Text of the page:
Monday, December 9, 2013
By Steve Mistler email@example.com
State House Bureau
AUGUSTA — Democrats on the Legislature's Insurance Committee on Tuesday rejected a former Republican lawmaker's appointment to the Dirigo Health insurance program's board of trustees.
Staff File Photo
The panel voted 8-5 against the nomination of Jonathan McKane of Newcastle, citing his past opposition to the program and derogatory comments he has made about its supporters.
All seven Democrats opposed his nomination. Sen. Dick Woodbury, a Yarmouth independent, also voted against McKane.
McKane's nomination will still go to the floor of the Legislature, but a two-thirds majority will be needed to overturn the committee's recommendation.
Dirigo Health is winding down because of a decision by the previous, Republican-led Legislature to eliminate its revenue stream. But the board could play an important role in Maine's implementation of the federal health care law.
Tuesday's vote followed a long hearing in which Democratic lawmakers and their allies blasted McKane for previously referring to Dirigo's board as a "fake committee" and the program as a "charade" and a "mistake."
McKane used those descriptions in blog posts on the conservative website As Maine Goes. Ashley Gorczyca, a social worker, likened McKane's attitude to that of an "Internet troll," rather than someone suited to be a trustee.
McKane wasn't given an opportunity during the hearing to respond to more pointed criticism. Rachel Sukeforth, a former Democratic candidate for the Legislature, said McKane's reference to female Dirigo employees and advocates as "Dirigirls" was sexist.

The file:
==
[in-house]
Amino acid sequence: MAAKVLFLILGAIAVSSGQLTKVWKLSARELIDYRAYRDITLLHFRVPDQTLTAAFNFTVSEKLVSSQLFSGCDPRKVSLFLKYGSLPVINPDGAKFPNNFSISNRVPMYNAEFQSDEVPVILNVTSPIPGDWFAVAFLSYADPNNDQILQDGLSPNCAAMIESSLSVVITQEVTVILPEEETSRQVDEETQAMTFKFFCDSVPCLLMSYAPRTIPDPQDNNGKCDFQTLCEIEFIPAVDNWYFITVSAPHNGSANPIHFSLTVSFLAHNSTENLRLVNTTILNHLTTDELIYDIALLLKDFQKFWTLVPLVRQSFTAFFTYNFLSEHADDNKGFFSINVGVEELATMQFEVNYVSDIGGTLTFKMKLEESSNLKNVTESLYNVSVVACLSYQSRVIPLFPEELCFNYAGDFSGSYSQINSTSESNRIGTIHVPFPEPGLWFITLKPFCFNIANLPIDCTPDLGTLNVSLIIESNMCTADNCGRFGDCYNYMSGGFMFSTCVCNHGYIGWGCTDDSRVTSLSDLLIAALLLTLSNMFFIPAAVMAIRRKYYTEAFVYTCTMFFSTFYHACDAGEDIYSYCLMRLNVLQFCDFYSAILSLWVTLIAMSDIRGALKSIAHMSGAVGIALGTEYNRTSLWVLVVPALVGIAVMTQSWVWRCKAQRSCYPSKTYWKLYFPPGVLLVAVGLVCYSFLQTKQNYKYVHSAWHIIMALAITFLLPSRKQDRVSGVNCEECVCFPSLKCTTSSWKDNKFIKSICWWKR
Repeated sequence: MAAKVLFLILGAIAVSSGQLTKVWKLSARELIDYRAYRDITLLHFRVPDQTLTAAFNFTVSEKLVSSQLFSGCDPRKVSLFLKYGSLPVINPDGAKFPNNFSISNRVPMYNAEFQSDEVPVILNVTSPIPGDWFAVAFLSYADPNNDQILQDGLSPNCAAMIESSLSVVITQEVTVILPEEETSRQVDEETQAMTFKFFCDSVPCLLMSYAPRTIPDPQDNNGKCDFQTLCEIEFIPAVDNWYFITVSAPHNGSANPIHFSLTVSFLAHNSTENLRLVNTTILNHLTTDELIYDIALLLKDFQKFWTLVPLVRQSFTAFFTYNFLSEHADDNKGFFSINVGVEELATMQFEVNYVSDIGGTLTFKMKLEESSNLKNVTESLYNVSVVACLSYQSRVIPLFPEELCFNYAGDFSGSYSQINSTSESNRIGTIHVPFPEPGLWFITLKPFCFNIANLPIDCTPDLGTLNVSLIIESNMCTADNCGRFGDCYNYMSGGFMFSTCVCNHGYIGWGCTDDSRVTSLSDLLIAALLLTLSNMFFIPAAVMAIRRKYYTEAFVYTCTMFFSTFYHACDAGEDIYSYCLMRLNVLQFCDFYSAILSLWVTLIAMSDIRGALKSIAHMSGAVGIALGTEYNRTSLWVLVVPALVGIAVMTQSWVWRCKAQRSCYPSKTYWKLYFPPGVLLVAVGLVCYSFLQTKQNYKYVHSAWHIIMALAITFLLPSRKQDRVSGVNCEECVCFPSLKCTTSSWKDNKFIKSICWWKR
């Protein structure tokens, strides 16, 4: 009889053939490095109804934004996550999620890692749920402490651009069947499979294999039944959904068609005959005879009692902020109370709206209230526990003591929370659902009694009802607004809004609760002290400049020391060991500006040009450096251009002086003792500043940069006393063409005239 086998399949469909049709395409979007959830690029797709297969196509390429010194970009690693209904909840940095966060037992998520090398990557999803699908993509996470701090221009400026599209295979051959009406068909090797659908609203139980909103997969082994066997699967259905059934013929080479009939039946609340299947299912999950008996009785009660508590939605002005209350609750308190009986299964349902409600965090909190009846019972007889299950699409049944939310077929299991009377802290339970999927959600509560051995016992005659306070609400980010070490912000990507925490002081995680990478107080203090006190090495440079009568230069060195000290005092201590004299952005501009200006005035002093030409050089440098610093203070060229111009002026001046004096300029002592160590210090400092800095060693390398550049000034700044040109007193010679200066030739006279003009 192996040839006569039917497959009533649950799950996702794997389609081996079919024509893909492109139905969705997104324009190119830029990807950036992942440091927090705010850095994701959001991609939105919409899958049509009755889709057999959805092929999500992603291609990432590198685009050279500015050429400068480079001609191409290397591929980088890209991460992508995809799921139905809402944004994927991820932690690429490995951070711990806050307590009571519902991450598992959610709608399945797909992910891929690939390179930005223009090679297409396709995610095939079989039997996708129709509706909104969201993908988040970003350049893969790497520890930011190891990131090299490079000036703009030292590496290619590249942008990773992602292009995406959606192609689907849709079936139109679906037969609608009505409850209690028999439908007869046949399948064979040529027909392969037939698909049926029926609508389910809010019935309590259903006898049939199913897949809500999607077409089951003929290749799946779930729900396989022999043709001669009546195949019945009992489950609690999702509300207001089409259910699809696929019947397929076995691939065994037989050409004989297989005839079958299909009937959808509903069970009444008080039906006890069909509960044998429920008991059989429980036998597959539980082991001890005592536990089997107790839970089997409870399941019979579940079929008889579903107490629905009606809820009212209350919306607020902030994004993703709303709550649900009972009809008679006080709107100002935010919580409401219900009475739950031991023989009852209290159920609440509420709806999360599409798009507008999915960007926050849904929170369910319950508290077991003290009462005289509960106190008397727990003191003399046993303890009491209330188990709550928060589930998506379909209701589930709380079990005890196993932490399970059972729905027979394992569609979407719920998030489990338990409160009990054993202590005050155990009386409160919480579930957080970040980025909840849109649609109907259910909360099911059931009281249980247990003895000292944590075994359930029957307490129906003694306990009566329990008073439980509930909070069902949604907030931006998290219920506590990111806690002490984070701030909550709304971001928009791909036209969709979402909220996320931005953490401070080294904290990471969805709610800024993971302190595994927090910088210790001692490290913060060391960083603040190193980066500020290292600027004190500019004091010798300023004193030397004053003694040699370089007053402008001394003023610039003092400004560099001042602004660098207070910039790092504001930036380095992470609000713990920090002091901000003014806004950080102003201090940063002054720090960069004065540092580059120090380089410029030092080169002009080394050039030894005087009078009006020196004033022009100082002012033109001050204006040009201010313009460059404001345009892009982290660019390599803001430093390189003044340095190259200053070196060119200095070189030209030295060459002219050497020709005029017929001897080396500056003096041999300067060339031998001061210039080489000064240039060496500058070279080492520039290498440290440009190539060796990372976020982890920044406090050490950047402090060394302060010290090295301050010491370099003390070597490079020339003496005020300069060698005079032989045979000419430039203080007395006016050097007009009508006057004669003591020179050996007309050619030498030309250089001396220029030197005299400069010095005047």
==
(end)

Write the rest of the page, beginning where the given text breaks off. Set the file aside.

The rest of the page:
McKane, responding to similar questions from Rep. Sharon Treat, D-Hallowell, said he was sorry if people were offended by his remarks. He denied referring to some Dirigo advocates as "commies," and said other comments were taken out of context.
McKane was unapologetic about his ideological resistance to Dirigo, which he said was poorly planned and executed.
He said his opposition could make him an asset on the board of trustees, which needs a contrarian point of view. "I'm going to be the guy who says, 'You can't do that,'" he told the committee.
Republicans on the panel said support for Dirigo wasn't a requirement for a position on the 12-member board. While some acknowledged that McKane could take his comments too far, they said his policy views align with the Republican caucus.
Democrats didn't agree. Some questioned why McKane wanted the position.
Dirigo Health was passed in 2003, championed by Gov. John Baldacci. The program was touted as a low-cost health insurance program for individuals and small businesses. But low enrollment made it a target of Republicans, who frequently labeled the program as a costly failure.
When Gov. Paul LePage was elected in 2010, he and the Republican-led Legislature began dismantling the program by eliminating its funding mechanism, an assessment on insurance claims.
The program covered more than 16,500 people in 2011, according to its most recent report.
Its funding will stop at the end of this year, but the Dirigo agency is still responsible for transitioning people it covers to new insurance plans. It also monitors the quality of health care coverage through its Maine Quality Forum.
LePage said in a written statement that the committee vote on McKane was partisan politics.
"If legislators don't want to approve McKane, then I'll choose to keep that seat vacant," Le-Page said.
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